Thursday, June 14, 2018

ALASKA CRUISE - MAY 14TH, 2018 - WHALE WATCHING AT ICY STRAIGHT POINT


Alaska Trip - May 2018 - Cruise
Monday, May 14th, 2018 
Whale Watching at Icy Straight Point.



Do they look cold?  It was a bit nippy that day.




I am writing this at 7.20 a.m. Last night we were warned not to go out on the balcony. I felt the motion even more as I tried to sleep, but the ship was really rocking last night.  It didn't make me feel uneasy.  It really is an odd sensation feeling yourself rolling in bed.  Odd but not unpleasant and I found it quite comforting. 


Gregg stepped out on the balcony and said it was a real nice day.  By that time the water was calm.  As I said, a little nippy but I am enjoying the briskness of it, and as long as I am bundled up I am fine.
We will get into port later today.  The captain left late yesterday from Sitka, to miss most of the storm we were heading to.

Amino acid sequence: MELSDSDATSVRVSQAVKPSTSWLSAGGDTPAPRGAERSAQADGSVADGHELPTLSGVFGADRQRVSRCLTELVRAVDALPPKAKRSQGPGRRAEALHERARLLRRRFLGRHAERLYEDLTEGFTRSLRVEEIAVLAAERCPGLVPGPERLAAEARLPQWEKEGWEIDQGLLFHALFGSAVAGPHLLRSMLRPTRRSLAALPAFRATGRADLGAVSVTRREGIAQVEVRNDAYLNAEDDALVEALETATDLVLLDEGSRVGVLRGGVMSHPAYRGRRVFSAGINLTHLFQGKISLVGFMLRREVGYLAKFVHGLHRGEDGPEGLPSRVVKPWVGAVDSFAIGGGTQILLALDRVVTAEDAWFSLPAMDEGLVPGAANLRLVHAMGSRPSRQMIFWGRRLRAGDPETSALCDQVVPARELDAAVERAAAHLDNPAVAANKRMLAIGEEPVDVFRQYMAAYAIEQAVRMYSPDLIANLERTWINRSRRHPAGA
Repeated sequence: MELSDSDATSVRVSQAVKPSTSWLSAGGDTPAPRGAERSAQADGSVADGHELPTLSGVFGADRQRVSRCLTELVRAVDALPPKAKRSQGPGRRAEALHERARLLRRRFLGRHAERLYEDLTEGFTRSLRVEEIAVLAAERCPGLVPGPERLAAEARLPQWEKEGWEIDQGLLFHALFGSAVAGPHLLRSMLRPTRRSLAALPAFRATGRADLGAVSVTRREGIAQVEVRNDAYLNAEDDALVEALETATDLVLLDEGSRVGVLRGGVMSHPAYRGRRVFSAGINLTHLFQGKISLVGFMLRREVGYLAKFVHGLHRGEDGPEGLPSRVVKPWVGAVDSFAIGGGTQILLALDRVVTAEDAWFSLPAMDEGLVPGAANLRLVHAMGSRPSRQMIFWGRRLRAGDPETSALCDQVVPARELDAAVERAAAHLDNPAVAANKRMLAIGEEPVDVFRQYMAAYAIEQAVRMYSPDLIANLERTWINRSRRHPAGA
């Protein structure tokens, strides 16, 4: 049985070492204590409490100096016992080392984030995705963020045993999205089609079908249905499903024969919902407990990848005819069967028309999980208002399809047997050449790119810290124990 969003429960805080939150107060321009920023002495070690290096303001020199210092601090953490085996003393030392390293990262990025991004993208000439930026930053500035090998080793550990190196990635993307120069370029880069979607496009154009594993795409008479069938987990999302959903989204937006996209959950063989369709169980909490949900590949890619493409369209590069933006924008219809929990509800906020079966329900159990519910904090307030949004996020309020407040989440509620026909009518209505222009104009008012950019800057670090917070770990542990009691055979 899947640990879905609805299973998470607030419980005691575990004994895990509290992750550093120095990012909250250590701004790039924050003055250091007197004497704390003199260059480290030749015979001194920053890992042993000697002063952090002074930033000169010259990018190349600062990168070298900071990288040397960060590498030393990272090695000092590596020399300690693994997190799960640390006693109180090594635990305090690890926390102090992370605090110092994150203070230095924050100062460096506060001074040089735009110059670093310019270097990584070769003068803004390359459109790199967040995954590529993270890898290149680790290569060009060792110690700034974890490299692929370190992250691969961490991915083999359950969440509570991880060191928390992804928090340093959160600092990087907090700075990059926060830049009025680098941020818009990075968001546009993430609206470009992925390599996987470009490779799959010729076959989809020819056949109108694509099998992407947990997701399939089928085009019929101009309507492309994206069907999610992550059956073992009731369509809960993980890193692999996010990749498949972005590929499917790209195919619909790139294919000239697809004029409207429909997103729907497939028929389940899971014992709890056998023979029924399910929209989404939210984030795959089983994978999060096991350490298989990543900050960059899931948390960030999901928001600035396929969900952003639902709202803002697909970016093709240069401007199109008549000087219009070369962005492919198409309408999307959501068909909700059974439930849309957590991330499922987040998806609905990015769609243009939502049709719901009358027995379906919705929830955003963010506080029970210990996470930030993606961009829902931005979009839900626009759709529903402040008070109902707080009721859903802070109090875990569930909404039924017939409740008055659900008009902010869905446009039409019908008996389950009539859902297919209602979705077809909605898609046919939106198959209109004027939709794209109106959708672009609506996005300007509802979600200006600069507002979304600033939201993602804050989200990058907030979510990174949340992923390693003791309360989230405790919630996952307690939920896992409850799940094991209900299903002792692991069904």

An amazing day, we went on a whale watching boat at Icy Straight Point.  We saw Humpback Whales!
We walked quite a ways from the ship.... 
to get to a large building where several tours were offered. 

The photo below shows an old cannery. I read that the town of Hoonah is located on Chichagof Island, about 30 miles west of Juneau, along Icy Straight in the Inside Passage.  The Huna, a Tlingit tribe, have lived in the Icy Strait area for thousands of years.  In 1912 the Hoonah Packing Company built a large salmon cannery north of town.  The cannery operated on and off under different ownership until the early 1950s, and it sat shuttered for decades until the local Native corporation, Huna Totem Corp., purchased and rehabilitated the facility to create the private cruise port now known as Icy Straight Point.